Cultural syncretism is present when Americans eat pizza, open a fortune cookie, celebrate Saint Patrick's Day, Celebrate Christmas in December.

Moralistic propositionally reductive Christians mostly see syncretism as a bad thing where they perceive "truth" to be compromised and diluted with something evil and wicked. We at BTF do not recommend moralistic approaches to such things.



Tainter Curve

Joseph Tainter's theory of the "collapse of complex societies" postulates that the complexity of societies increases as they solve problems, leading to diminishing returns on complexity investments and ultimately to collapse.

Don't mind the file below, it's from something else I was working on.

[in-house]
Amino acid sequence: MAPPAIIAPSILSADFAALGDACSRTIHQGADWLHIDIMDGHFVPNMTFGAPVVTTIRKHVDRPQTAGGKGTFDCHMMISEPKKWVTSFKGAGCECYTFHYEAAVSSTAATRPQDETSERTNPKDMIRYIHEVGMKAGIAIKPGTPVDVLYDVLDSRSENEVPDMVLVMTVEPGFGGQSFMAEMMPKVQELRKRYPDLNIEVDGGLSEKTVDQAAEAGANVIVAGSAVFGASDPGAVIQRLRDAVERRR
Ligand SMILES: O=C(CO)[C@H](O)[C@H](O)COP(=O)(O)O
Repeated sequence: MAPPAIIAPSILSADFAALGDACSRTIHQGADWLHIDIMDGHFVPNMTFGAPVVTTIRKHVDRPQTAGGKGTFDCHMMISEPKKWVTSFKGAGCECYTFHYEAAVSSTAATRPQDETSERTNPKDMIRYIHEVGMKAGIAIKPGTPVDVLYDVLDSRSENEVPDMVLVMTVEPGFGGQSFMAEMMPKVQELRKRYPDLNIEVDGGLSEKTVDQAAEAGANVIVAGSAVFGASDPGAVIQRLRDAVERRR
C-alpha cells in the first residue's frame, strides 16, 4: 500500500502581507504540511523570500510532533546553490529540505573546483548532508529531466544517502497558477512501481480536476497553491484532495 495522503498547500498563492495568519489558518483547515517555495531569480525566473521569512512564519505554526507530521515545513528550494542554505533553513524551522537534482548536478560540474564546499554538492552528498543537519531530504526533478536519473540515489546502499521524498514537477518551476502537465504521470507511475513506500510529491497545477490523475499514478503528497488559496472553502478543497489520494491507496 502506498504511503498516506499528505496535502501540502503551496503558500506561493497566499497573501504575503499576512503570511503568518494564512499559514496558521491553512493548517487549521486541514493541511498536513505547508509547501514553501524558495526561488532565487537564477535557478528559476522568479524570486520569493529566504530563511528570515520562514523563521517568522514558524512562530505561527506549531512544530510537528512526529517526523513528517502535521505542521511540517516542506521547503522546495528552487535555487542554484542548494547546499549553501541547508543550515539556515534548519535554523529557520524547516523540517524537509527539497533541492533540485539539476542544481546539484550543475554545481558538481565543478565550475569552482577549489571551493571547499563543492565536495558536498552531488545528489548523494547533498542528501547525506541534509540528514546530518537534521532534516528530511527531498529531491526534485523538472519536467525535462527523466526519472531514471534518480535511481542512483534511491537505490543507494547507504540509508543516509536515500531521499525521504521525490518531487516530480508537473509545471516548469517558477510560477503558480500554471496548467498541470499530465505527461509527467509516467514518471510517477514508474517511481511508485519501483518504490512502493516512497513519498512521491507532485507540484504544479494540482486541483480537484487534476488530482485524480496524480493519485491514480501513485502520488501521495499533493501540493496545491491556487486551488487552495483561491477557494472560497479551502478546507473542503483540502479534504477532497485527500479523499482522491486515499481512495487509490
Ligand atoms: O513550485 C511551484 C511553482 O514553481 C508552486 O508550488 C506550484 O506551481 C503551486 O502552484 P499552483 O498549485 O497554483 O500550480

At Beyond The Fundamentals, we abstract this concept to many different arenas. For example, ideologies need naive neotenous human minds to colonize. However, the more human minds are colonized by an ideology, the fewer naive neotenous minds are available to be colonized, and the returns of meme-complex propagation diminish rapidly. This is exacerbated by the fact that those constituting the constituency of the ideology can only perform simulated thinking instead of actual thinking, thus making the collapse and demise that much more inevitable.





Tropophilia (noun) Tropophilic (adjective)

Two key concepts here are measurements of fragility and peoples' need for certainty.
Fragility can be tiered as: